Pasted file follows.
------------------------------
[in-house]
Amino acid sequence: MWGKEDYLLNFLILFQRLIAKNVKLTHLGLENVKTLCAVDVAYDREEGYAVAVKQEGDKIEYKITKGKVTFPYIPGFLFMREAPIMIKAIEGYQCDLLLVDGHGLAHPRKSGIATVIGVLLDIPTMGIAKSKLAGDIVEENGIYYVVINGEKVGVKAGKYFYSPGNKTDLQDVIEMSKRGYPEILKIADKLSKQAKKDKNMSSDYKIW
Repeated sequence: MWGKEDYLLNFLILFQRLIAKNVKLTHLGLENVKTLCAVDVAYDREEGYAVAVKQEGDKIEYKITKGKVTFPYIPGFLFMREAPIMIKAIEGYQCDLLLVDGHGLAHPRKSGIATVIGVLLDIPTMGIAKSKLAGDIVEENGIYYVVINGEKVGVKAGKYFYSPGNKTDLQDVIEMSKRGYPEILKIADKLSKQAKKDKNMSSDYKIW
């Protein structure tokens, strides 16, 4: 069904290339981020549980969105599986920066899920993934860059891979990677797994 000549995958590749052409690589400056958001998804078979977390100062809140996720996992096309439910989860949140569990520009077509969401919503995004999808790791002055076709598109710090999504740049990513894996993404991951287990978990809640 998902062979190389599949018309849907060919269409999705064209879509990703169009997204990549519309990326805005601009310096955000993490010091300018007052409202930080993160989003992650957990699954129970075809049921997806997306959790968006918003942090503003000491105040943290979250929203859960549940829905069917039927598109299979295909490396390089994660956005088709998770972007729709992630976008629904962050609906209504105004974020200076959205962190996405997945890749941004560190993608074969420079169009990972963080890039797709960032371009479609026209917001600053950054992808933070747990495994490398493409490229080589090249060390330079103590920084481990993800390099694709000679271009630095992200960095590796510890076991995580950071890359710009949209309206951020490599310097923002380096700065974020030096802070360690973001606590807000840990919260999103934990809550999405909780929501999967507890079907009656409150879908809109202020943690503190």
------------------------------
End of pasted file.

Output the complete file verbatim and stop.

[in-house]
Amino acid sequence: MWGKEDYLLNFLILFQRLIAKNVKLTHLGLENVKTLCAVDVAYDREEGYAVAVKQEGDKIEYKITKGKVTFPYIPGFLFMREAPIMIKAIEGYQCDLLLVDGHGLAHPRKSGIATVIGVLLDIPTMGIAKSKLAGDIVEENGIYYVVINGEKVGVKAGKYFYSPGNKTDLQDVIEMSKRGYPEILKIADKLSKQAKKDKNMSSDYKIW
Repeated sequence: MWGKEDYLLNFLILFQRLIAKNVKLTHLGLENVKTLCAVDVAYDREEGYAVAVKQEGDKIEYKITKGKVTFPYIPGFLFMREAPIMIKAIEGYQCDLLLVDGHGLAHPRKSGIATVIGVLLDIPTMGIAKSKLAGDIVEENGIYYVVINGEKVGVKAGKYFYSPGNKTDLQDVIEMSKRGYPEILKIADKLSKQAKKDKNMSSDYKIW
């Protein structure tokens, strides 16, 4: 069904290339981020549980969105599986920066899920993934860059891979990677797994 000549995958590749052409690589400056958001998804078979977390100062809140996720996992096309439910989860949140569990520009077509969401919503995004999808790791002055076709598109710090999504740049990513894996993404991951287990978990809640 998902062979190389599949018309849907060919269409999705064209879509990703169009997204990549519309990326805005601009310096955000993490010091300018007052409202930080993160989003992650957990699954129970075809049921997806997306959790968006918003942090503003000491105040943290979250929203859960549940829905069917039927598109299979295909490396390089994660956005088709998770972007729709992630976008629904962050609906209504105004974020200076959205962190996405997945890749941004560190993608074969420079169009990972963080890039797709960032371009479609026209917001600053950054992808933070747990495994490398493409490229080589090249060390330079103590920084481990993800390099694709000679271009630095992200960095590796510890076991995580950071890359710009949209309206951020490599310097923002380096700065974020030096802070360690973001606590807000840990919260999103934990809550999405909780929501999967507890079907009656409150879908809109202020943690503190």